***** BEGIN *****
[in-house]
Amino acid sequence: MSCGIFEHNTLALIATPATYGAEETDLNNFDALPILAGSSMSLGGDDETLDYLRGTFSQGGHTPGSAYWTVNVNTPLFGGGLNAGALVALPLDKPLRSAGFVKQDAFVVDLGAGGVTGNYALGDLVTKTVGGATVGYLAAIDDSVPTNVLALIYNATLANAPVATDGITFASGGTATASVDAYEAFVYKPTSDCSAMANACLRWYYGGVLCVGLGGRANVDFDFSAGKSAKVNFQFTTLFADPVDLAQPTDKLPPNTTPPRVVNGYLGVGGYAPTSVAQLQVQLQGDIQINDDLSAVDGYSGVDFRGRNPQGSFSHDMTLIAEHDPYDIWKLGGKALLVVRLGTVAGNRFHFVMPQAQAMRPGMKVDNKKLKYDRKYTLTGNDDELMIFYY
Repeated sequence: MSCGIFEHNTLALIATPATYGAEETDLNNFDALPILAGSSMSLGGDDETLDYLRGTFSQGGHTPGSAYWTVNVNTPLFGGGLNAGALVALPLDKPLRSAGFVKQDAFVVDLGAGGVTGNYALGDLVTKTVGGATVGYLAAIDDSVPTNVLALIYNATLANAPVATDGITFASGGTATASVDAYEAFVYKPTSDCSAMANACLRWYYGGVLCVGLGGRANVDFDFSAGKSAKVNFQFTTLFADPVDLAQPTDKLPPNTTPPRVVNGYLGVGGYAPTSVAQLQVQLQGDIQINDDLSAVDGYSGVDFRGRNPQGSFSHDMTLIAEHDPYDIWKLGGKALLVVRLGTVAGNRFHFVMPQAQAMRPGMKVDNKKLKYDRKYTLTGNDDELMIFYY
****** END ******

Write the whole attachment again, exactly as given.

[in-house]
Amino acid sequence: MSCGIFEHNTLALIATPATYGAEETDLNNFDALPILAGSSMSLGGDDETLDYLRGTFSQGGHTPGSAYWTVNVNTPLFGGGLNAGALVALPLDKPLRSAGFVKQDAFVVDLGAGGVTGNYALGDLVTKTVGGATVGYLAAIDDSVPTNVLALIYNATLANAPVATDGITFASGGTATASVDAYEAFVYKPTSDCSAMANACLRWYYGGVLCVGLGGRANVDFDFSAGKSAKVNFQFTTLFADPVDLAQPTDKLPPNTTPPRVVNGYLGVGGYAPTSVAQLQVQLQGDIQINDDLSAVDGYSGVDFRGRNPQGSFSHDMTLIAEHDPYDIWKLGGKALLVVRLGTVAGNRFHFVMPQAQAMRPGMKVDNKKLKYDRKYTLTGNDDELMIFYY
Repeated sequence: MSCGIFEHNTLALIATPATYGAEETDLNNFDALPILAGSSMSLGGDDETLDYLRGTFSQGGHTPGSAYWTVNVNTPLFGGGLNAGALVALPLDKPLRSAGFVKQDAFVVDLGAGGVTGNYALGDLVTKTVGGATVGYLAAIDDSVPTNVLALIYNATLANAPVATDGITFASGGTATASVDAYEAFVYKPTSDCSAMANACLRWYYGGVLCVGLGGRANVDFDFSAGKSAKVNFQFTTLFADPVDLAQPTDKLPPNTTPPRVVNGYLGVGGYAPTSVAQLQVQLQGDIQINDDLSAVDGYSGVDFRGRNPQGSFSHDMTLIAEHDPYDIWKLGGKALLVVRLGTVAGNRFHFVMPQAQAMRPGMKVDNKKLKYDRKYTLTGNDDELMIFYY